bases. The latter demand was in response to the US commando raid on Syrian territory
launched from Iraq last weekend.
One reason US pressure tactics are not likely to be effective in forcing
the Iraqi government and parliament to approve the existing draft is that the
Bush administration is a lame duck, and Iraqis expect an Obama administration
to be less aggressive in Iraq.
A senior Shiite parliamentarian, Ali al-Adeeb, who has reflected Maliki's views
on the pact, said last week the prime minister is not intimidated by US threats,
because he believes he has the option of getting an extension of the UN mandate,
and may hope to negotiate with a new administration next January.
Even more important in shaping the Iraqi political response, however, is the
perception that the proposed agreement is the same type of unequal military
relationship that Iraq had with the British for decades. With local elections
coming up next year, Iraqi politicians are afraid to be viewed by the voters
as supporting such a document.
Jalal al Din al Sagheer, deputy head of the Shiite Muslim Islamic Supreme Council
of Iraq – one of the political parties that is opposing the pact in the parliament
– explained to McClatchy newspapers last week that any Iraqi official who accepted
the agreement "will be taken as an agent for the Americans."
Maliki and other Iraqi politicians remember very well the cost paid by politicians
who fell afoul of Iraqi nationalists' efforts to revise the 1930 Anglo-Iraqi
treaty, which gave the British special military privileges in Iraq that limited
When the Iraqi government revised the treaty in 1948 to extend it for 20 more
years, it hoped to limit British military influence. The British agreed to evacuate
the bases, but were given the right to return in the event of war. The revised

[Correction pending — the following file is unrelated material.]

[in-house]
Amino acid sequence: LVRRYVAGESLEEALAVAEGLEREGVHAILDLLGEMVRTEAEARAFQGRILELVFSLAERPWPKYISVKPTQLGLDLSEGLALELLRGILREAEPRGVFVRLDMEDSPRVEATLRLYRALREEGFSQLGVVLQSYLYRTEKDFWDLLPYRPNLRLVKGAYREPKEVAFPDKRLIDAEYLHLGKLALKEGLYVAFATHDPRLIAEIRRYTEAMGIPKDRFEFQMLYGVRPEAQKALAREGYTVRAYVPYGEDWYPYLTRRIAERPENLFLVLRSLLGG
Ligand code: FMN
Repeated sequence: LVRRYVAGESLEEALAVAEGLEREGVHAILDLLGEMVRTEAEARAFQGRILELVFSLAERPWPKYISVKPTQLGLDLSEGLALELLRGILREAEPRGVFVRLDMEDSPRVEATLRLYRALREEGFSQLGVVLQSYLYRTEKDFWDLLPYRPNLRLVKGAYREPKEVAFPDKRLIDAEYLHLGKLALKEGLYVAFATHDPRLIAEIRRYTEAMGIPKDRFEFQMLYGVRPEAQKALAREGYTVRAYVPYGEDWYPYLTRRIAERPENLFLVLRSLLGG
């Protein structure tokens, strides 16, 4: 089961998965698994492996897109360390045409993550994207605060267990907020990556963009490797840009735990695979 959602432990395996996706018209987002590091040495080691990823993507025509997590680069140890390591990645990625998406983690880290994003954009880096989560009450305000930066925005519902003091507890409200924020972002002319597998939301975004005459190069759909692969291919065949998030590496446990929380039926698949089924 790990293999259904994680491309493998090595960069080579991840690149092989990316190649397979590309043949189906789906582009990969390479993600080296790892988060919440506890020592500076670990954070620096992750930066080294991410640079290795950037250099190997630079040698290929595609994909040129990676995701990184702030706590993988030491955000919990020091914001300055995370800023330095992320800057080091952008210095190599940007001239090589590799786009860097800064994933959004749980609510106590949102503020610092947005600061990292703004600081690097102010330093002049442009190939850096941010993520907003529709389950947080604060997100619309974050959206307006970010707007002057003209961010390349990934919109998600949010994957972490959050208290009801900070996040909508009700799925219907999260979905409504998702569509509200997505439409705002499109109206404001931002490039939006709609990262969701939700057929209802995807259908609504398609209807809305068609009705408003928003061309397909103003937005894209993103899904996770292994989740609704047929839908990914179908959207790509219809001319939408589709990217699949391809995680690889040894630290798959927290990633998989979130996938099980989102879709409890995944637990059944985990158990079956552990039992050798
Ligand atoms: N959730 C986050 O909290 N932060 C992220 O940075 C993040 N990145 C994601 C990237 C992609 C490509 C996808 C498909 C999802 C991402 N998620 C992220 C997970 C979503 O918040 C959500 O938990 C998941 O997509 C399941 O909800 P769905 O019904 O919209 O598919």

treaty also set up a Joint Defense Board, which nationalist officers viewed
as a symbol of continuing British domination.
The new agreement triggered mass protests in Baghdad, which was brutally put
down by Iraqi police, killing 400 people. The first Shiite prime minister of
Iraq, Salih Jaber, who renegotiated the agreement, was soon forced out of office.
In 1954, US Secretary of State John Foster Dulles, looking for allies against
the Soviet Union, pressured Iraq to join the Baghdad Pact with Britain, Turkey,
Iran and Pakistan. The British government wanted Iraqi membership in the pact
as a means of assuring British access to military bases in Iraq after the Anglo-Iraq
pact expired in 1958.
Iraqi Prime Minister Nuri al-Said preferred to stay out of the pact, but he
needed US military assistance to rearm Iraq. In a parallel to the tactic now
being applied, the Eisenhower administration said he would get no arms and even
threatened to cut all existing economic assistance to Iraq unless Said joined
Said gave in to that pressure and joined the pact in 1955. But three years
later, nationalist officers overthrew the monarchical regime of Iraq and killed
According to Phebe Marr, a specialist on Iraqi history, Maliki's grandfather
had been a cabinet minister, and Maliki himself is certainly familiar with the
story of Prime Minister Jaber's negotiations with the British on the Anglo-Iraq
Treaty. He also remembers Nuri Said's fate in 1958.
That history helps to explain why the issue of Iraqi jurisdiction over US
troops has taken on such extraordinary importance in Iraqi politics. A leading
Shia cleric in the holy city of Najaf attacked the agreement for giving US
forces immunity from Iraqi jurisdiction in his Friday sermon on Oct. 17, declaring,
"We consider this a basic point, because it represents sovereignty."
(Inter Press Service)